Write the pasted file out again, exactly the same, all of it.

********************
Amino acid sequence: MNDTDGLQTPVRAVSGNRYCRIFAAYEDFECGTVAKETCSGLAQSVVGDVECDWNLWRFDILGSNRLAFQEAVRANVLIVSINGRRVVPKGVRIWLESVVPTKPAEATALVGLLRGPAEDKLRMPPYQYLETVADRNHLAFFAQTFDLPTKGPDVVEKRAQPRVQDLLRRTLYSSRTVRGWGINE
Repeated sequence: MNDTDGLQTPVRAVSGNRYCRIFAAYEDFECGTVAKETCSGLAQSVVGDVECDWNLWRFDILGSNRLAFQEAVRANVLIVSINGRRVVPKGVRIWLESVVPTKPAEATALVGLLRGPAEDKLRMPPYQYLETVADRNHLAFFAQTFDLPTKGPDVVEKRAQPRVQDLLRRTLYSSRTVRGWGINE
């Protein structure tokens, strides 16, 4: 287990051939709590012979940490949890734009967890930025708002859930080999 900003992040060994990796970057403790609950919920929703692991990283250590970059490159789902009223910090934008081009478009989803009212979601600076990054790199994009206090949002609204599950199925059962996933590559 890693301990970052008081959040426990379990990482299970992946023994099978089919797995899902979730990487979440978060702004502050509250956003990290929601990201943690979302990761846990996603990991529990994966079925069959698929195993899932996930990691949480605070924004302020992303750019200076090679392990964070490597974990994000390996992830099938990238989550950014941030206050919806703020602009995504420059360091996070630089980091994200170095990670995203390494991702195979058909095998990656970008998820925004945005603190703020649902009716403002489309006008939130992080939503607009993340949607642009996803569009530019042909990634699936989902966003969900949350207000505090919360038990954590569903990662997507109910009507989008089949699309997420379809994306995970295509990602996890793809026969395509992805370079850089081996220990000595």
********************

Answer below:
Amino acid sequence: MNDTDGLQTPVRAVSGNRYCRIFAAYEDFECGTVAKETCSGLAQSVVGDVECDWNLWRFDILGSNRLAFQEAVRANVLIVSINGRRVVPKGVRIWLESVVPTKPAEATALVGLLRGPAEDKLRMPPYQYLETVADRNHLAFFAQTFDLPTKGPDVVEKRAQPRVQDLLRRTLYSSRTVRGWGINE
Repeated sequence: MNDTDGLQTPVRAVSGNRYCRIFAAYEDFECGTVAKETCSGLAQSVVGDVECDWNLWRFDILGSNRLAFQEAVRANVLIVSINGRRVVPKGVRIWLESVVPTKPAEATALVGLLRGPAEDKLRMPPYQYLETVADRNHLAFFAQTFDLPTKGPDVVEKRAQPRVQDLLRRTLYSSRTVRGWGINE
């Protein structure tokens, strides 16, 4: 287990051939709590012979940490949890734009967890930025708002859930080999 900003992040060994990796970057403790609950919920929703692991990283250590970059490159789902009223910090934008081009478009989803009212979601600076990054790199994009206090949002609204599950199925059962996933590559 890693301990970052008081959040426990379990990482299970992946023994099978089919797995899902979730990487979440978060702004502050509250956003990290929601990201943690979302990761846990996603990991529990994966079925069959698929195993899932996930990691949480605070924004302020992303750019200076090679392990964070490597974990994000390996992830099938990238989550950014941030206050919806703020602009995504420059360091996070630089980091994200170095990670995203390494991702195979058909095998990656970008998820925004945005603190703020649902009716403002489309006008939130992080939503607009993340949607642009996803569009530019042909990634699936989902966003969900949350207000505090919360038990954590569903990662997507109910009507989008089949699309997420379809994306995970295509990602996890793809026969395509992805370079850089081996220990000595």